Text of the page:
Assault victims should not be blamedBy Leigh Terry | 09/30/2014 11:25pm
Women’s issues, particularly those involving personal safety, have been at the forefront of the national discourse for months now. Because of this, I was surprised to open my Crimson White last Thursday and see an opinion column blaming victims of physical and sexual assault in its very title: “Truthful assault reporting crucial."
Many young men have a deep fear of being falsely accused of assault and the accompanying ramifications for their reputation, but the National Center for the Prosecution of Violence Against Women estimates the percentage of false claims to be between 2 and 8 percent. Meanwhile, according to reports from the Department of Justice and the FBI, 40 out of every 100 sexual assaults are reported to police, 10 out of 100 lead to an arrest, and only three out of 100 lead to jail time.
Making victims feel comfortable reporting their assaults to authorities should be the highest priority of law enforcement agencies. Treating all victims like they are part of the 8 percent would increase the silence and would be another victory for their abusers.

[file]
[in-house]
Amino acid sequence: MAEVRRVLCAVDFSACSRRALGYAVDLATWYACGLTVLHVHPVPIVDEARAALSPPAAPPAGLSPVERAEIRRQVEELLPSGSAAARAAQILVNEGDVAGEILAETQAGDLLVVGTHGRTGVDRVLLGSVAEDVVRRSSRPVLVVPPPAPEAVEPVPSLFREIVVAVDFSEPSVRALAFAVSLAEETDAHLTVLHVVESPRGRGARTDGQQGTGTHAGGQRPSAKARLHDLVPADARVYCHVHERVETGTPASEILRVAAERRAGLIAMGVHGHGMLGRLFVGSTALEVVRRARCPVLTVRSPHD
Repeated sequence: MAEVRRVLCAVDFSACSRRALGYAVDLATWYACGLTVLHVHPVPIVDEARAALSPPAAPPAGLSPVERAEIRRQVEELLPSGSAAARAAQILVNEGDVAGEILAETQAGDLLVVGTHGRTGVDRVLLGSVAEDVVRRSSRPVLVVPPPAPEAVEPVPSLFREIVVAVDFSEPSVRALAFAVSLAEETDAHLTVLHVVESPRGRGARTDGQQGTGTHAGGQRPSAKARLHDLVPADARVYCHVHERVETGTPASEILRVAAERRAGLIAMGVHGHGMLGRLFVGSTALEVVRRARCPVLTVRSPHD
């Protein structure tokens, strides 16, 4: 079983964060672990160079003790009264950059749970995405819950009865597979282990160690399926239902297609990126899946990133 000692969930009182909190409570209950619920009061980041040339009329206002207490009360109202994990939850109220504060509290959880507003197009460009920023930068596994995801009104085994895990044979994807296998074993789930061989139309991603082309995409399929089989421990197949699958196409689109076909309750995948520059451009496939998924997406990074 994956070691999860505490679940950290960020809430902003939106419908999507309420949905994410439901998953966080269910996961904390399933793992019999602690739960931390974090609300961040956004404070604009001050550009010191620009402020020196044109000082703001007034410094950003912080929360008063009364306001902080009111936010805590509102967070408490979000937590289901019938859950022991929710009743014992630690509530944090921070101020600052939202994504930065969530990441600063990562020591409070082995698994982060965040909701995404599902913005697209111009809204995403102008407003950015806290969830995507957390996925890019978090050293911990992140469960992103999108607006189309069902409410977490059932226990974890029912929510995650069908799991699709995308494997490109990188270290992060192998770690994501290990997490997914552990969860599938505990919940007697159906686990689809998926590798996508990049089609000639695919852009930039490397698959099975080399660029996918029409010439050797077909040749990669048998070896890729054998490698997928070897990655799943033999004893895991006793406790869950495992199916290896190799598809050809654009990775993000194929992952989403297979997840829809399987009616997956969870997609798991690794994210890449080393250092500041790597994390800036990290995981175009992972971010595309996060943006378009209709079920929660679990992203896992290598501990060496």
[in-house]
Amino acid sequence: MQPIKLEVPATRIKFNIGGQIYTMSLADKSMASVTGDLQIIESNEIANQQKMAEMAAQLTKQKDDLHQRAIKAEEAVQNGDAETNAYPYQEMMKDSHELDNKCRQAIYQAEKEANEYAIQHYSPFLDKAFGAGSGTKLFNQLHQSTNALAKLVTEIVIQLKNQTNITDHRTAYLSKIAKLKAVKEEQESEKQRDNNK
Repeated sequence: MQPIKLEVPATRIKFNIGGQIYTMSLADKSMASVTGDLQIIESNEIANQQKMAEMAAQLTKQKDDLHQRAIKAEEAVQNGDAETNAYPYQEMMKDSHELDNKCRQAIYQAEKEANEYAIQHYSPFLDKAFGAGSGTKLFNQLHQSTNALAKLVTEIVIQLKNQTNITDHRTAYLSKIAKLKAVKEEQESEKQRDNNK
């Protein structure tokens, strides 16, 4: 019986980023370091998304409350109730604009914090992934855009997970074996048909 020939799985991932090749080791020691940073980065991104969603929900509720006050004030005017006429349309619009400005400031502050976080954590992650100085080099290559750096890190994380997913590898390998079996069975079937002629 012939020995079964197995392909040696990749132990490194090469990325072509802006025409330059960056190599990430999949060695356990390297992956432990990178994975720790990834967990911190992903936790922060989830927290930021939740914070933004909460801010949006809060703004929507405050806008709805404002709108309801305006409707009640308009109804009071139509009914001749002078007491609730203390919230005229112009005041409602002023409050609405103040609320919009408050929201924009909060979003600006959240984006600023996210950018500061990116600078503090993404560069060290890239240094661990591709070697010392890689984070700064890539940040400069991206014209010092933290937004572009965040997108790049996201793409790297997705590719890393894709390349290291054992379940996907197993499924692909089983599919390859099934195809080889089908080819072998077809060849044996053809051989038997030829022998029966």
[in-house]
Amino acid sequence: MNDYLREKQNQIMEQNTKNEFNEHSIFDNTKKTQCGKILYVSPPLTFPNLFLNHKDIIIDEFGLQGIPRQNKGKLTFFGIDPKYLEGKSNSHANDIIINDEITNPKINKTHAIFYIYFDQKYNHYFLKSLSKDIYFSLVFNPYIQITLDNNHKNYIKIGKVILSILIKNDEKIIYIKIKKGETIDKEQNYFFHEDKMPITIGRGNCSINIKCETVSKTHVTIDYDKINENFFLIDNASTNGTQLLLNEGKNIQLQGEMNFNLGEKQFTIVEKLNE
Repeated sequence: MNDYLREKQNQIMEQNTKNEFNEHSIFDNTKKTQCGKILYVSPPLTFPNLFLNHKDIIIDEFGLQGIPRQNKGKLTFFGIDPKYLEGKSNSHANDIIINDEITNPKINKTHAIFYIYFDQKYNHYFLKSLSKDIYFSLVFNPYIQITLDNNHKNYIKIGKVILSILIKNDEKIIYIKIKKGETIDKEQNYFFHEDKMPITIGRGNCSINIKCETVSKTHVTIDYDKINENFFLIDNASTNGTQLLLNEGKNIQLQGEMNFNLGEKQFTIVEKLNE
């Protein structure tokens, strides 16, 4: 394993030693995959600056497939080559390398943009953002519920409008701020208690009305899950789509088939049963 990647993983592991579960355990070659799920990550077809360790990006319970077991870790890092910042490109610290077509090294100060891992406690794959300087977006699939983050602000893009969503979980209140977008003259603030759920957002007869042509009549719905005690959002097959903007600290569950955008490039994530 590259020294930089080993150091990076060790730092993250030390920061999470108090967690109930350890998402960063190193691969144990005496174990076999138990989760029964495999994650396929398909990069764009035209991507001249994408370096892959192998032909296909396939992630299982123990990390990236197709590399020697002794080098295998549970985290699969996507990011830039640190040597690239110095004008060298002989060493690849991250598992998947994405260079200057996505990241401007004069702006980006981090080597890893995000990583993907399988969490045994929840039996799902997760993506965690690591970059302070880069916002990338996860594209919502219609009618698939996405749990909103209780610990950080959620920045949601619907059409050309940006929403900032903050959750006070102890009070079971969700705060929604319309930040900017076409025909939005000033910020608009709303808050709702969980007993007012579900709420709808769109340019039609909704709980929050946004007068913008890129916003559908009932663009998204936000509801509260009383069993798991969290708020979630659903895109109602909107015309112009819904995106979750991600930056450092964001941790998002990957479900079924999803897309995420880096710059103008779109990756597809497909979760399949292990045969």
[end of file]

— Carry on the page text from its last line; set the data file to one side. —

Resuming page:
Another point of contention for the column is this: “There is a gray area where there might not be enough information to prosecute an alleged offender, but not enough evidence to prosecute an accuser for false claims. This should not happen often.”
This author would recommend prosecuting the 75 percent of assault reporters whose cases don’t end in an arrest. This would be like police telling a bank manager whose vault had been robbed that since they couldn’t find the robber, he should go to jail for making up the robbery.
Finally, the most offensive assertion in the column is this: “With the amount of resources available and what was at stake in the [Jameis] Winston case, someone should have been punished.” I sincerely hope that the stakes the author was referring to were finding the truth, making sure justice is served, protecting the accuser’s right to privacy and counseling and ensuring due process for all parties and not (as I fear he was referring to) Florida State’s national championship chances, Winston’s Heisman opportunity and his future draft stock.
Winston’s case proves why blaming the victim is so harmful: Winston is still enrolled at Florida State. His accuser is not.
Leigh Terry is a junior majoring in economics. Her column runs weekly.